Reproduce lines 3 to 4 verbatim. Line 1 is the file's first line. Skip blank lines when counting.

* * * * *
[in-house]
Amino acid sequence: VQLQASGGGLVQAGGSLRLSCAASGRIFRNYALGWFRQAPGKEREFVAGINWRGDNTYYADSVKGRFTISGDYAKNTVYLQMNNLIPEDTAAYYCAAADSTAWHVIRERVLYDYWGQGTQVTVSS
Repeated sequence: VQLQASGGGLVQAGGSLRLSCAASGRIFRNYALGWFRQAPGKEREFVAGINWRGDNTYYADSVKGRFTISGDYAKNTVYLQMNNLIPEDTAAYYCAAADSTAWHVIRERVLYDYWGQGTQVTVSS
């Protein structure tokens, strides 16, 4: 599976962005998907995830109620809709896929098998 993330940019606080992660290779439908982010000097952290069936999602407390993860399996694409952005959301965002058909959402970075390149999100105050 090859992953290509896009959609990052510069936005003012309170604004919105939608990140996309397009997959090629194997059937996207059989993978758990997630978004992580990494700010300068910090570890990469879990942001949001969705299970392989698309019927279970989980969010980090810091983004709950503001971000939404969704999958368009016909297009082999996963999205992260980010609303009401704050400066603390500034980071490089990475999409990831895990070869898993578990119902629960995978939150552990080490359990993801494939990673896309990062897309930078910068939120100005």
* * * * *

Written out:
Repeated sequence: VQLQASGGGLVQAGGSLRLSCAASGRIFRNYALGWFRQAPGKEREFVAGINWRGDNTYYADSVKGRFTISGDYAKNTVYLQMNNLIPEDTAAYYCAAADSTAWHVIRERVLYDYWGQGTQVTVSS
């Protein structure tokens, strides 16, 4: 599976962005998907995830109620809709896929098998 993330940019606080992660290779439908982010000097952290069936999602407390993860399996694409952005959301965002058909959402970075390149999100105050 090859992953290509896009959609990052510069936005003012309170604004919105939608990140996309397009997959090629194997059937996207059989993978758990997630978004992580990494700010300068910090570890990469879990942001949001969705299970392989698309019927279970989980969010980090810091983004709950503001971000939404969704999958368009016909297009082999996963999205992260980010609303009401704050400066603390500034980071490089990475999409990831895990070869898993578990119902629960995978939150552990080490359990993801494939990673896309990062897309930078910068939120100005």